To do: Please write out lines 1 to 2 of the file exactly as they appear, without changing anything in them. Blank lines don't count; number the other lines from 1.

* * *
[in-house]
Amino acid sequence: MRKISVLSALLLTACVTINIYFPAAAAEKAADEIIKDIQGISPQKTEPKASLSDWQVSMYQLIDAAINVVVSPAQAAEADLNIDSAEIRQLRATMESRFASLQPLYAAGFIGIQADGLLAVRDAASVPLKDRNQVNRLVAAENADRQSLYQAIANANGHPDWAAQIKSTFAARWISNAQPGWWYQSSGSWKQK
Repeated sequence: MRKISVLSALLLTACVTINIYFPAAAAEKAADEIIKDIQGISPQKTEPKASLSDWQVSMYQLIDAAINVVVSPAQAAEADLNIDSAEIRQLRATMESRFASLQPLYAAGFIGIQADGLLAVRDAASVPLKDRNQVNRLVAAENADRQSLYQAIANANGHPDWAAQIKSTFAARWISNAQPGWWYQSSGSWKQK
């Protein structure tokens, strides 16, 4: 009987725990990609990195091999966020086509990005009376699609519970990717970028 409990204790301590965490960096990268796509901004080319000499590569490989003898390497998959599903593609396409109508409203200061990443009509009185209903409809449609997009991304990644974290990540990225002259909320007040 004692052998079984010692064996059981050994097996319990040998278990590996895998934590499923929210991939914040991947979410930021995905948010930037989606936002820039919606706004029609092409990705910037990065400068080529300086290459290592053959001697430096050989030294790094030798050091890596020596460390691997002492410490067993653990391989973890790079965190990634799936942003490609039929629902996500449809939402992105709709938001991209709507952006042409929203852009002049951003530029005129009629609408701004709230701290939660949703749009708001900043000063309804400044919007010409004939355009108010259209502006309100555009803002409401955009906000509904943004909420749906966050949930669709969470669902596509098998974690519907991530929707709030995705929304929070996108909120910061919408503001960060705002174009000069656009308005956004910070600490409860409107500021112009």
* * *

[in-house]
Amino acid sequence: MRKISVLSALLLTACVTINIYFPAAAAEKAADEIIKDIQGISPQKTEPKASLSDWQVSMYQLIDAAINVVVSPAQAAEADLNIDSAEIRQLRATMESRFASLQPLYAAGFIGIQADGLLAVRDAASVPLKDRNQVNRLVAAENADRQSLYQAIANANGHPDWAAQIKSTFAARWISNAQPGWWYQSSGSWKQK